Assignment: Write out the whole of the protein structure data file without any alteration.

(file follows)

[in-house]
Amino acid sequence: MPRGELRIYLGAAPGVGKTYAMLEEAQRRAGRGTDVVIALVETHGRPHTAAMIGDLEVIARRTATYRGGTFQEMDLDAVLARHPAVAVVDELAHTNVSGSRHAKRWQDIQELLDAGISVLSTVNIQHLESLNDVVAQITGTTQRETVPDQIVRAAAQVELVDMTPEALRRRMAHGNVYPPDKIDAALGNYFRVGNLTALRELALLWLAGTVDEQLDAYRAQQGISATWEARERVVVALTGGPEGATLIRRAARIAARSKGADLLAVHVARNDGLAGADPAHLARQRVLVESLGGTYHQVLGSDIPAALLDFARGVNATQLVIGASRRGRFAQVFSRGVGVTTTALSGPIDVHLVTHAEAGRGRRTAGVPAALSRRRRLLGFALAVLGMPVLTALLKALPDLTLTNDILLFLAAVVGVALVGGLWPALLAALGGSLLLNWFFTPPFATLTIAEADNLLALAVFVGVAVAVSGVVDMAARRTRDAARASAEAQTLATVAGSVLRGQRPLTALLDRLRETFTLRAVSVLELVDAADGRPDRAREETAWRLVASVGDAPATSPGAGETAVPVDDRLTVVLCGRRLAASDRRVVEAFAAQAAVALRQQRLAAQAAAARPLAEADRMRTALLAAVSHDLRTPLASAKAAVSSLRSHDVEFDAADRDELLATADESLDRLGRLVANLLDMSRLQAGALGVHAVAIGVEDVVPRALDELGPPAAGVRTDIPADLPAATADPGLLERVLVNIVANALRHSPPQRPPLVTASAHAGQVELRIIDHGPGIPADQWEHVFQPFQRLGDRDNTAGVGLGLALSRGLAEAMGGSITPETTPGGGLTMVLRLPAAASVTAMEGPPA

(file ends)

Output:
[in-house]
Amino acid sequence: MPRGELRIYLGAAPGVGKTYAMLEEAQRRAGRGTDVVIALVETHGRPHTAAMIGDLEVIARRTATYRGGTFQEMDLDAVLARHPAVAVVDELAHTNVSGSRHAKRWQDIQELLDAGISVLSTVNIQHLESLNDVVAQITGTTQRETVPDQIVRAAAQVELVDMTPEALRRRMAHGNVYPPDKIDAALGNYFRVGNLTALRELALLWLAGTVDEQLDAYRAQQGISATWEARERVVVALTGGPEGATLIRRAARIAARSKGADLLAVHVARNDGLAGADPAHLARQRVLVESLGGTYHQVLGSDIPAALLDFARGVNATQLVIGASRRGRFAQVFSRGVGVTTTALSGPIDVHLVTHAEAGRGRRTAGVPAALSRRRRLLGFALAVLGMPVLTALLKALPDLTLTNDILLFLAAVVGVALVGGLWPALLAALGGSLLLNWFFTPPFATLTIAEADNLLALAVFVGVAVAVSGVVDMAARRTRDAARASAEAQTLATVAGSVLRGQRPLTALLDRLRETFTLRAVSVLELVDAADGRPDRAREETAWRLVASVGDAPATSPGAGETAVPVDDRLTVVLCGRRLAASDRRVVEAFAAQAAVALRQQRLAAQAAAARPLAEADRMRTALLAAVSHDLRTPLASAKAAVSSLRSHDVEFDAADRDELLATADESLDRLGRLVANLLDMSRLQAGALGVHAVAIGVEDVVPRALDELGPPAAGVRTDIPADLPAATADPGLLERVLVNIVANALRHSPPQRPPLVTASAHAGQVELRIIDHGPGIPADQWEHVFQPFQRLGDRDNTAGVGLGLALSRGLAEAMGGSITPETTPGGGLTMVLRLPAAASVTAMEGPPA